Interviewing Individuals

Face to face interview

 

Telephone Interview


Strengths

  • Highest response rate
  • Ability to explore more complex issues
  • Questions can be clarified if necessary, and clarifying questions can be used with prompts
  • Does not require respondent to have literacy skills
  • Can provide rich data
  • Non-verbal data can be obtained through observations
  • Can produce a large amount of data to be analysed

Weaknesses

  • Difficulties with asking ‘personal’ or sensitive questions (one could include a ‘self completion’ section in the questionnaire to overcome this)
  • Can be intimidating for interviewee, particularly if they would prefer their responses to be anonymous
  • Difficulty in standardising the approach and interview for each respondent (especially if more than one interviewer is used)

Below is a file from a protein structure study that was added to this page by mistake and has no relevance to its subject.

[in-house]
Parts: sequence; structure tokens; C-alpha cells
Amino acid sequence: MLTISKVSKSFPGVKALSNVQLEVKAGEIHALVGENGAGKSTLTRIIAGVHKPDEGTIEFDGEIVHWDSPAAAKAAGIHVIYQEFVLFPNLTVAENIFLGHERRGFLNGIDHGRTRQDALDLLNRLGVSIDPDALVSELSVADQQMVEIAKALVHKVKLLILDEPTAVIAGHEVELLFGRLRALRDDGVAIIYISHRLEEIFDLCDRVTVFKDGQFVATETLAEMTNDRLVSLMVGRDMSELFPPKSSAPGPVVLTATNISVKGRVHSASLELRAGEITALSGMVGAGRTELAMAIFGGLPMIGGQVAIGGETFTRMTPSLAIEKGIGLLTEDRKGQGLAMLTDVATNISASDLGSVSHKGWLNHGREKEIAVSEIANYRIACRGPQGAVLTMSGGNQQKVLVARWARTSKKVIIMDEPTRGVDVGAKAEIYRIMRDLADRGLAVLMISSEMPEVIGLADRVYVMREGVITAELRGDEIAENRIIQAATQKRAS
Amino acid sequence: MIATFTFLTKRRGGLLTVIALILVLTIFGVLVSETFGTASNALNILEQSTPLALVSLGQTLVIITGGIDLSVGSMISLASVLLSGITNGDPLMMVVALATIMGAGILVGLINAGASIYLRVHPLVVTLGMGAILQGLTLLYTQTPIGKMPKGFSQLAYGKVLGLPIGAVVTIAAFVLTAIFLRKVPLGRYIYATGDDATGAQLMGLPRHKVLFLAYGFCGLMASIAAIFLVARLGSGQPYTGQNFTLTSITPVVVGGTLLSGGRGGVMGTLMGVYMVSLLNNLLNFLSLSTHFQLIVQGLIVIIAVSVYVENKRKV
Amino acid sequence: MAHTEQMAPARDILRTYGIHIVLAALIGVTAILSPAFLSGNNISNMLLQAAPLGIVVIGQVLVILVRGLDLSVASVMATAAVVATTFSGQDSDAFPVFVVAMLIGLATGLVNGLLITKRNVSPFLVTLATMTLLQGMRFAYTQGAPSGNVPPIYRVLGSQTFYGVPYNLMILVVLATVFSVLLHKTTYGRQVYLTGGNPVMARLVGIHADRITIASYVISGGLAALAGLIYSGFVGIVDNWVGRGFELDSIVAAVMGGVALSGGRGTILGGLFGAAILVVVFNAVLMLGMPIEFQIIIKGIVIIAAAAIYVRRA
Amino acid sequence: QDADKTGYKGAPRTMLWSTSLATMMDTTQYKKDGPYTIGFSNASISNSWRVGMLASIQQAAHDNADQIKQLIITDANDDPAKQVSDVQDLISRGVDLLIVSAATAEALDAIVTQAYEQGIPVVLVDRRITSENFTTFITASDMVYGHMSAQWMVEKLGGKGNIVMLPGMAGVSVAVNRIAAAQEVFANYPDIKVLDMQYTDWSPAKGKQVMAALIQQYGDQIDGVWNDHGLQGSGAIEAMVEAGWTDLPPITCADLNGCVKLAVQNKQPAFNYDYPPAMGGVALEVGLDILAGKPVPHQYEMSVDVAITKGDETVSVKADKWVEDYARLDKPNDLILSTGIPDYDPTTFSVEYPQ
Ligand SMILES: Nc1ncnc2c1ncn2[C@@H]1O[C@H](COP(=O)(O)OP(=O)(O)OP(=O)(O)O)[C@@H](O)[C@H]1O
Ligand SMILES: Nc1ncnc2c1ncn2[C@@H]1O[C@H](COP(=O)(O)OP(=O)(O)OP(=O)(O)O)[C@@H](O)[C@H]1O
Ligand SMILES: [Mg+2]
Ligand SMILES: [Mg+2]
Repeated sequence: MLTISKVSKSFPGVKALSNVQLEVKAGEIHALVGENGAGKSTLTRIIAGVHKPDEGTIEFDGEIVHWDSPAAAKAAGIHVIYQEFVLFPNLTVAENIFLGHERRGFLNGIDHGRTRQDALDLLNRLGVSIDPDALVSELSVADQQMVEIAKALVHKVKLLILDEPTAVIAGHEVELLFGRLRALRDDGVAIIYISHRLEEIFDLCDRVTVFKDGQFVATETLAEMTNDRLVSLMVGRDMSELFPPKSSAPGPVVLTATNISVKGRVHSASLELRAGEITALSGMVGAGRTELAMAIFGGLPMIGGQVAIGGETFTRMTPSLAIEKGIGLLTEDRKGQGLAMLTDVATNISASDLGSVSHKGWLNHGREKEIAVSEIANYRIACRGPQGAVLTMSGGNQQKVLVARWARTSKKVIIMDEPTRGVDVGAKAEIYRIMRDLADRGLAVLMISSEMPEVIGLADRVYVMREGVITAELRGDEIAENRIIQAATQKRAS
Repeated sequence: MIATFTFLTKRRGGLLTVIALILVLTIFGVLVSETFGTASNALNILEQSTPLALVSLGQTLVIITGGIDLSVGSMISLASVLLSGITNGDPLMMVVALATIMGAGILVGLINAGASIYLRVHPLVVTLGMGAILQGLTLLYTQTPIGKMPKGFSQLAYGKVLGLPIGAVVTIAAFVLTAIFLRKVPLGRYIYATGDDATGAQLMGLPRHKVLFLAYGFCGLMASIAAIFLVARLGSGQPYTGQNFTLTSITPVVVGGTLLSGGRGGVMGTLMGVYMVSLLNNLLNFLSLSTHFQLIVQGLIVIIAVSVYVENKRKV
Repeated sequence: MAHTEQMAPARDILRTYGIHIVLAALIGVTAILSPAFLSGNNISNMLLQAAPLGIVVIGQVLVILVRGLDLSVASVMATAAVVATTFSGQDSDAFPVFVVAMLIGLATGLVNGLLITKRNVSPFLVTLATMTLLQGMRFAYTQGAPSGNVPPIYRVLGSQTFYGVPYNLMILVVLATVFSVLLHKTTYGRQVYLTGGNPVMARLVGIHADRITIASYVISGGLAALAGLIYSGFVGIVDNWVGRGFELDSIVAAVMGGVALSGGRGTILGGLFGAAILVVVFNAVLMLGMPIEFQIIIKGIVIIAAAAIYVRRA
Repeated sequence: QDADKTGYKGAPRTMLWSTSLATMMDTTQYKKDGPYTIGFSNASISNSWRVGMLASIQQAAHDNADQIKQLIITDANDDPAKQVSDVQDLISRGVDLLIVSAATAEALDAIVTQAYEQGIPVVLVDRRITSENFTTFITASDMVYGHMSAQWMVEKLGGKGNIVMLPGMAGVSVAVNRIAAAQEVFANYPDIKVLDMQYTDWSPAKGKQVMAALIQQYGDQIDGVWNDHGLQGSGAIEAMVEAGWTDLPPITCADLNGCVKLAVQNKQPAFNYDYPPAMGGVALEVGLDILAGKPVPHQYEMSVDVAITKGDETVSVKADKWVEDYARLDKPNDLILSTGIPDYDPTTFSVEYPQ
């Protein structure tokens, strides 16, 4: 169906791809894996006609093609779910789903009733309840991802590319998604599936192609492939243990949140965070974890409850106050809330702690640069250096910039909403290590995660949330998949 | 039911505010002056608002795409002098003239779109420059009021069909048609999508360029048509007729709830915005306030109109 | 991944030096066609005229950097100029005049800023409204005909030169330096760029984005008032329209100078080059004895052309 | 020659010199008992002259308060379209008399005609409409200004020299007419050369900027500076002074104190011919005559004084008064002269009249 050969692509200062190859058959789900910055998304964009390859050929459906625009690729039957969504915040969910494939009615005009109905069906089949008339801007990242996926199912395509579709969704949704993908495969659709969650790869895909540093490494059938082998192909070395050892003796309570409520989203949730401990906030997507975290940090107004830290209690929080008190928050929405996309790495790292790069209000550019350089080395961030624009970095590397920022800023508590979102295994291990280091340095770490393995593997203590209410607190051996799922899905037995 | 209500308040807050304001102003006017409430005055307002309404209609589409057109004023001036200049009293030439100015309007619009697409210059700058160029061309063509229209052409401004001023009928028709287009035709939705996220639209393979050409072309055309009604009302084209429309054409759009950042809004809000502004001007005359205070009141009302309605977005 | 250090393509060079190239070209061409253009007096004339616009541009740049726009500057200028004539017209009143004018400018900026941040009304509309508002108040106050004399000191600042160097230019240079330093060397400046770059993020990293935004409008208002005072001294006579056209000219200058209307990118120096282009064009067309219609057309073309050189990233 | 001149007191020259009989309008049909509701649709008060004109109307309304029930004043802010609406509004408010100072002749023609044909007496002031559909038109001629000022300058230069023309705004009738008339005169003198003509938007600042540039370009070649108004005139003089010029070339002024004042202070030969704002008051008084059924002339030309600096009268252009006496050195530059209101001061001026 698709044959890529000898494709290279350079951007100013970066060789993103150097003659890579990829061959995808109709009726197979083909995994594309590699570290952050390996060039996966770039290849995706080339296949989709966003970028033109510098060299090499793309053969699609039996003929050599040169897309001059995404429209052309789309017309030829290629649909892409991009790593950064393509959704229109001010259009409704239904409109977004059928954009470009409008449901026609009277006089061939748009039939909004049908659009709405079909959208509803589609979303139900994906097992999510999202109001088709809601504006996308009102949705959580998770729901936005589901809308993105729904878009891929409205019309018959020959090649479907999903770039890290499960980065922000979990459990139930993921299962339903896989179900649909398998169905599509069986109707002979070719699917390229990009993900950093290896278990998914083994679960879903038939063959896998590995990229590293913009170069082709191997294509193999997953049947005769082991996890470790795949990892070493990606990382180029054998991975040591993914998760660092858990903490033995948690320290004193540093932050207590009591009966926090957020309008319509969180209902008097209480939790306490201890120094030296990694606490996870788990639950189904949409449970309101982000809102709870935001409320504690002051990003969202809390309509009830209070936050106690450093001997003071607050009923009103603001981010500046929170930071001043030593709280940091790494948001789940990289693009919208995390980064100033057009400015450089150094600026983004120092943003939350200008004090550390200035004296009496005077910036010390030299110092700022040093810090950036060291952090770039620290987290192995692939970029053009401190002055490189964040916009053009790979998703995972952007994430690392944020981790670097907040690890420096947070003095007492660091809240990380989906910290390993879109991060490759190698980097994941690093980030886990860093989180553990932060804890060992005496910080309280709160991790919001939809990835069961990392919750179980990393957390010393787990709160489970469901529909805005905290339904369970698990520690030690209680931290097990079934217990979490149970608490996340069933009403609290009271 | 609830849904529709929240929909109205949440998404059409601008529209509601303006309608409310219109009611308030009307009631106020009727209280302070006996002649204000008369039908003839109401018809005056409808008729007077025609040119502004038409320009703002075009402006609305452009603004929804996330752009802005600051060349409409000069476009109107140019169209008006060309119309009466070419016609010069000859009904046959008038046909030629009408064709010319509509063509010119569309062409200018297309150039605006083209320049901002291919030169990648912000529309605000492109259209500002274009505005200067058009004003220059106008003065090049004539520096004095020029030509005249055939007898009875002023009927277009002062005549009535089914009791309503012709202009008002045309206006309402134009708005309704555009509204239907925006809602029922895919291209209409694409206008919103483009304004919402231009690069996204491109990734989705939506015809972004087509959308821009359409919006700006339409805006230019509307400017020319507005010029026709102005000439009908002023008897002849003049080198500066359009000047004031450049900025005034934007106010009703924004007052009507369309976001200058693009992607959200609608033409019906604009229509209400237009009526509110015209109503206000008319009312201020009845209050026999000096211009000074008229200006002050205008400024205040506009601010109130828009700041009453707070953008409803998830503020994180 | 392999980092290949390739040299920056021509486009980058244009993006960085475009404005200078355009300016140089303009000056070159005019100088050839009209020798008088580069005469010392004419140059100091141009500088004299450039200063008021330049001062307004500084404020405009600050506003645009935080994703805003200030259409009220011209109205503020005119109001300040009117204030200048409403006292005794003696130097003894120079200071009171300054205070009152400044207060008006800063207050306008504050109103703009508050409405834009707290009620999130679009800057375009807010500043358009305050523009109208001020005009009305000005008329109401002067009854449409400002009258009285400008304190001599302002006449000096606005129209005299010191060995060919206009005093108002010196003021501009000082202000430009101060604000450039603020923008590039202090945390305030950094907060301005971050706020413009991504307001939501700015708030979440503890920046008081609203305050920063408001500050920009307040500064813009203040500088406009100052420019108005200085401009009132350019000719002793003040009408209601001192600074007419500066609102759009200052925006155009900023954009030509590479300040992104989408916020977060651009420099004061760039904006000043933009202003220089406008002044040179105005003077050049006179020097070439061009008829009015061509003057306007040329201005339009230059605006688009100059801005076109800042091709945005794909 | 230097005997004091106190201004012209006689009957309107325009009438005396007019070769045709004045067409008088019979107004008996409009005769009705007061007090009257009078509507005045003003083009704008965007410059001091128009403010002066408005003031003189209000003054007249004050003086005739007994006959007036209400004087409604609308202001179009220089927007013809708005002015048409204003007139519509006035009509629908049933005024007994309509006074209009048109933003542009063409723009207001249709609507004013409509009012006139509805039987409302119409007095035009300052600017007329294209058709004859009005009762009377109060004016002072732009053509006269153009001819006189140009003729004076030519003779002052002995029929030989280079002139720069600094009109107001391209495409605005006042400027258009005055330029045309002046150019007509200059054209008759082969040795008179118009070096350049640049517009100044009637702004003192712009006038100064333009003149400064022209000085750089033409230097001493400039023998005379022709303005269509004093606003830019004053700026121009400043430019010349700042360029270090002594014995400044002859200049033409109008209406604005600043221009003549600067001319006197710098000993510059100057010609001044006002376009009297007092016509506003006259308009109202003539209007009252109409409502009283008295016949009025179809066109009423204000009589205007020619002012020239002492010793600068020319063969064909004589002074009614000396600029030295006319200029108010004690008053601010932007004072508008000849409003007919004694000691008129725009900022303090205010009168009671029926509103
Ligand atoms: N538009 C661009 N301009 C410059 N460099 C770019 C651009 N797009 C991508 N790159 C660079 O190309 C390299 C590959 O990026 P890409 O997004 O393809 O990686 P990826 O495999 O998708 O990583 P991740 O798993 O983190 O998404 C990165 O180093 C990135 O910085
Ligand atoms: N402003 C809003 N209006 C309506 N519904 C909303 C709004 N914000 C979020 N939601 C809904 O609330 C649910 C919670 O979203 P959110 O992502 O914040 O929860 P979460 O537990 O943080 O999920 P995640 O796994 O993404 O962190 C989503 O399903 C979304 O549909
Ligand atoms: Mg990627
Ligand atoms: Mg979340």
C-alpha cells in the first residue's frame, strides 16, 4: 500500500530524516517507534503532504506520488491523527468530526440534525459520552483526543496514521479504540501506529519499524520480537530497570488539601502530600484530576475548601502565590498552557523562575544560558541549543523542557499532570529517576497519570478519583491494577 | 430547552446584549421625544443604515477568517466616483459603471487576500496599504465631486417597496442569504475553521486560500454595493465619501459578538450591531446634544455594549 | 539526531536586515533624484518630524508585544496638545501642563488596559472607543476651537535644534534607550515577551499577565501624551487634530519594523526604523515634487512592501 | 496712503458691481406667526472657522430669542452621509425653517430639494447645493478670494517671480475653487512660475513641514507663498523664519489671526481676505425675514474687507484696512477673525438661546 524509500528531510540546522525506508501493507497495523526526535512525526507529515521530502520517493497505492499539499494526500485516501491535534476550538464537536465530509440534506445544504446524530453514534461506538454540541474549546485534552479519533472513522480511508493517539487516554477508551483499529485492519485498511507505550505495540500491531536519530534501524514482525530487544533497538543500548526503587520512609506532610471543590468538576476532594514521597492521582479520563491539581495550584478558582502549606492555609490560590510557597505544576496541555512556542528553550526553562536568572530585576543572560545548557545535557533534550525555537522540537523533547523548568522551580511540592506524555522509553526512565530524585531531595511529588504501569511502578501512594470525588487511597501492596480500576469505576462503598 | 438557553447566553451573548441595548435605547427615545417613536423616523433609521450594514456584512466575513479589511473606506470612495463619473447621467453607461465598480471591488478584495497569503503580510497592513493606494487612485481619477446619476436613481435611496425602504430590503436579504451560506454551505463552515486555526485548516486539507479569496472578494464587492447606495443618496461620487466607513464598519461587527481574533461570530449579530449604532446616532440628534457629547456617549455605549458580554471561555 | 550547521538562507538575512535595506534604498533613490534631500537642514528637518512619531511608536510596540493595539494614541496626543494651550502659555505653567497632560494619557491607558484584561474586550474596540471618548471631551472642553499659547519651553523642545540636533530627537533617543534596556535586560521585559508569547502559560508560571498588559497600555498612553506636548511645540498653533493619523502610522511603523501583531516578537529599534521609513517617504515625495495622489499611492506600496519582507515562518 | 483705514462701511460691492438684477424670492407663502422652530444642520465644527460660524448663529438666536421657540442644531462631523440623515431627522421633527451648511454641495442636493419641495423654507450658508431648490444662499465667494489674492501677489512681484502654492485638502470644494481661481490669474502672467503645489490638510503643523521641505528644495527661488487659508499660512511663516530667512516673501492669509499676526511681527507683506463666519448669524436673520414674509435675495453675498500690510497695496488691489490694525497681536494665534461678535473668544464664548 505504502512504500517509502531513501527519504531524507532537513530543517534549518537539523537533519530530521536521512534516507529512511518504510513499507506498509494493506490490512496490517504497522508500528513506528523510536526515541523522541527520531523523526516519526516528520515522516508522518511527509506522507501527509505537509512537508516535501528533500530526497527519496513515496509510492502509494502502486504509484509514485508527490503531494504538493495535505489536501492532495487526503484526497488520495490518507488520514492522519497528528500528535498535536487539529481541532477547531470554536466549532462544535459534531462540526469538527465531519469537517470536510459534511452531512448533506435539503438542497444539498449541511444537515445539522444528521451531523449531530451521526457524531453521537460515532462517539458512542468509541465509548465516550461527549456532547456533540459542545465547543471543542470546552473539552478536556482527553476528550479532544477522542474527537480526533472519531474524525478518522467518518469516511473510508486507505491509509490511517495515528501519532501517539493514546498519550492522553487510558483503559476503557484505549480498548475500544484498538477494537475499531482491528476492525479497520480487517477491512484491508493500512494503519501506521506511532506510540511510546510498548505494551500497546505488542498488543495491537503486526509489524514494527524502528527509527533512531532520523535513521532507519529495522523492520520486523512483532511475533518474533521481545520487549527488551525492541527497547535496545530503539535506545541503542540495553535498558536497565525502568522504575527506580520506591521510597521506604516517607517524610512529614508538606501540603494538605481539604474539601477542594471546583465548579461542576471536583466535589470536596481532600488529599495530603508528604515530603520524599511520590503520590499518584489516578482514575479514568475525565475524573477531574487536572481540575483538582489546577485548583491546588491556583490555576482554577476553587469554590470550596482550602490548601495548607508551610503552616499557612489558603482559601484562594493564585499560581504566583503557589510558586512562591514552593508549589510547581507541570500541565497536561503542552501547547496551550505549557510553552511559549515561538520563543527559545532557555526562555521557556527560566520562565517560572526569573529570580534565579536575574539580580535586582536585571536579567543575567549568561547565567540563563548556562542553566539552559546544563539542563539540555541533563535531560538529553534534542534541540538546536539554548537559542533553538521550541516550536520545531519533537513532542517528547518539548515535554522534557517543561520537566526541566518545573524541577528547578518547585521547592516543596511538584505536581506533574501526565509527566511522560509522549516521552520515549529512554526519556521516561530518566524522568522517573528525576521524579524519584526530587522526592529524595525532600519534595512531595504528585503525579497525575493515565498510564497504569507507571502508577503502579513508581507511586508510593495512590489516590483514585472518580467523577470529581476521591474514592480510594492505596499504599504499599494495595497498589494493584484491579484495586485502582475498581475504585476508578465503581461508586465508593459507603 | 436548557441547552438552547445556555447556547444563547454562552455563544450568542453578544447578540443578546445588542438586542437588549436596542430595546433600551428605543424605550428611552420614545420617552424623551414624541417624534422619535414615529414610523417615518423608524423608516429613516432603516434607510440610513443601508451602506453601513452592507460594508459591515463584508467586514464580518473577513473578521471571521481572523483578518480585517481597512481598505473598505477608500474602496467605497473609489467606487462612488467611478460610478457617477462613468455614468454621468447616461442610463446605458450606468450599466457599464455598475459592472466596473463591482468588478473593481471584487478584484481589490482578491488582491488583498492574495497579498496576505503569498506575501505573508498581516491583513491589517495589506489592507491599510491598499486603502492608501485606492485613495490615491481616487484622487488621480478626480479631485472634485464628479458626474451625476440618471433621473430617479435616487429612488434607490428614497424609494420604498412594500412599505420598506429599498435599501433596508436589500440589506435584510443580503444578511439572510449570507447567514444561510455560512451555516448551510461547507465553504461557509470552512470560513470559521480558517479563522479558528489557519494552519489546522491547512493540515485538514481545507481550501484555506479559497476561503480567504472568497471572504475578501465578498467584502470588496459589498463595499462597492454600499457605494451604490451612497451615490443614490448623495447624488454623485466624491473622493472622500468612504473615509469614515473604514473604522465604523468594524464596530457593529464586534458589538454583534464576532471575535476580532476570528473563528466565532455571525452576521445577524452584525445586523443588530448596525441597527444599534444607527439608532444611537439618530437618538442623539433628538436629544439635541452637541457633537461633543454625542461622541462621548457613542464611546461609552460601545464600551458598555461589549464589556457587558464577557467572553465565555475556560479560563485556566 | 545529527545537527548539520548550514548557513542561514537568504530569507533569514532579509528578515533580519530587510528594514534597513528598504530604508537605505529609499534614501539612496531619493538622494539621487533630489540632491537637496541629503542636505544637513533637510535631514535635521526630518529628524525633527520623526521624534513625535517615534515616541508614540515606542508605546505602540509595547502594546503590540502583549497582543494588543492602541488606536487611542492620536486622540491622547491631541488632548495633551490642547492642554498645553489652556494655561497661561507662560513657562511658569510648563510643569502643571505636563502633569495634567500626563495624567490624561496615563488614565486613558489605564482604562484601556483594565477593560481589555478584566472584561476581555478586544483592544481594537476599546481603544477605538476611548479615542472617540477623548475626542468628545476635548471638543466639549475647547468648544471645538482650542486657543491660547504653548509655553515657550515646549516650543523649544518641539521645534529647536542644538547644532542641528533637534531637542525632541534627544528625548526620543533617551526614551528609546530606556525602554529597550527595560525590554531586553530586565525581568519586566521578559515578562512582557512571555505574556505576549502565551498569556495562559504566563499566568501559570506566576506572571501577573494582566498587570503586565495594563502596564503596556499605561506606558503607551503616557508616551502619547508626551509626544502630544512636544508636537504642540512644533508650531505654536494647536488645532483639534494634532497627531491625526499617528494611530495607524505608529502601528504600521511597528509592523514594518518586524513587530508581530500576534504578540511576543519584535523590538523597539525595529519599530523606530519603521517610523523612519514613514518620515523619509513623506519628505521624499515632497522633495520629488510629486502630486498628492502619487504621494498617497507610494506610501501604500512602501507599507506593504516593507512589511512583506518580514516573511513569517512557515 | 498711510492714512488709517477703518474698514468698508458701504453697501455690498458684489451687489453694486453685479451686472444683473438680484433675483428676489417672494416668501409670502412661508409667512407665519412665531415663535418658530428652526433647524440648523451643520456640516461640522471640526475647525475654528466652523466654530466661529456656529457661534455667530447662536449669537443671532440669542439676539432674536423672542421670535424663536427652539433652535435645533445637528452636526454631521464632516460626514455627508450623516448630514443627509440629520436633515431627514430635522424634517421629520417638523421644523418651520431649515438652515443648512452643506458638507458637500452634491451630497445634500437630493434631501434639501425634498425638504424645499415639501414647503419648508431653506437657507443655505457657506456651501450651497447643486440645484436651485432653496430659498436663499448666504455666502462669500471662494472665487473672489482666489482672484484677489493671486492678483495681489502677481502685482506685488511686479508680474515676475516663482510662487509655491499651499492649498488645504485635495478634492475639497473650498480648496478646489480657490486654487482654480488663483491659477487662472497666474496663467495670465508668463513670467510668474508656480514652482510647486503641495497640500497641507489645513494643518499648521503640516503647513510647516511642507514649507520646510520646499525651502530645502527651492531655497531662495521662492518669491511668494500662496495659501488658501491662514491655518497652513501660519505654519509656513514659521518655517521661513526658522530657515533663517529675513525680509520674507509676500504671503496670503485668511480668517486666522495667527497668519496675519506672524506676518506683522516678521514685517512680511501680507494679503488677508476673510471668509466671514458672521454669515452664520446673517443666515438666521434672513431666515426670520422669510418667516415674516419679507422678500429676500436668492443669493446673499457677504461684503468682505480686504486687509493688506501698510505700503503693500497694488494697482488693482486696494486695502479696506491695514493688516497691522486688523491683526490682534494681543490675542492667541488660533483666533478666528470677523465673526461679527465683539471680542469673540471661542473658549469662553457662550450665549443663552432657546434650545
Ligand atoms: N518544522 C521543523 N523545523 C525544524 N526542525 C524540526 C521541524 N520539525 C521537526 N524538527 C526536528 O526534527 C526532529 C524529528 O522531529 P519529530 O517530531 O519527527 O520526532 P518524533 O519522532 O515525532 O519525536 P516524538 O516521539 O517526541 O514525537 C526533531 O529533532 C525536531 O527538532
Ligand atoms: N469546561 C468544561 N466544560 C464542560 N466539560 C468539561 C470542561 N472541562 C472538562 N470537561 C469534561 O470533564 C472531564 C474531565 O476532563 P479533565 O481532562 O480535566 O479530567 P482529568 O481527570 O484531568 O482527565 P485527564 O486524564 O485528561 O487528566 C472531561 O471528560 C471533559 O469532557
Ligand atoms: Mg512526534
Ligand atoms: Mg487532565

• Interviewer bias, where the characteristics of the interviewer may influence the nature of responses given (a woman interviewing a man about sexism could be an example here)
  • Can be expensive:
    • Travel costs; unlike postal or telephone surveys, the interviewer will usually have to travel to meet each new interviewee
    • Time cost; face to face interviews take longer to organise and complete, and this makes them more expensive
    • Payment of interviewers
 


Strengths

  • Low to medium cost, good response rate if prearranged at a suitable time – and ‘call-backs’ cheap
  • Questions can be clarified if necessary, and clarifying questions can be used
  • Does not require respondent to have literacy skills
  • Provides (some) anonymity
  • Good for people who have mobility or transport problems, or where the respondents are spread out over large geographical area

Weaknesses

  • Not appropriate for people with hearing or speech impairment, or people without telephone
  • Exploring complex or sensitive issues can be difficult

 

 


Surveys Interviewing groups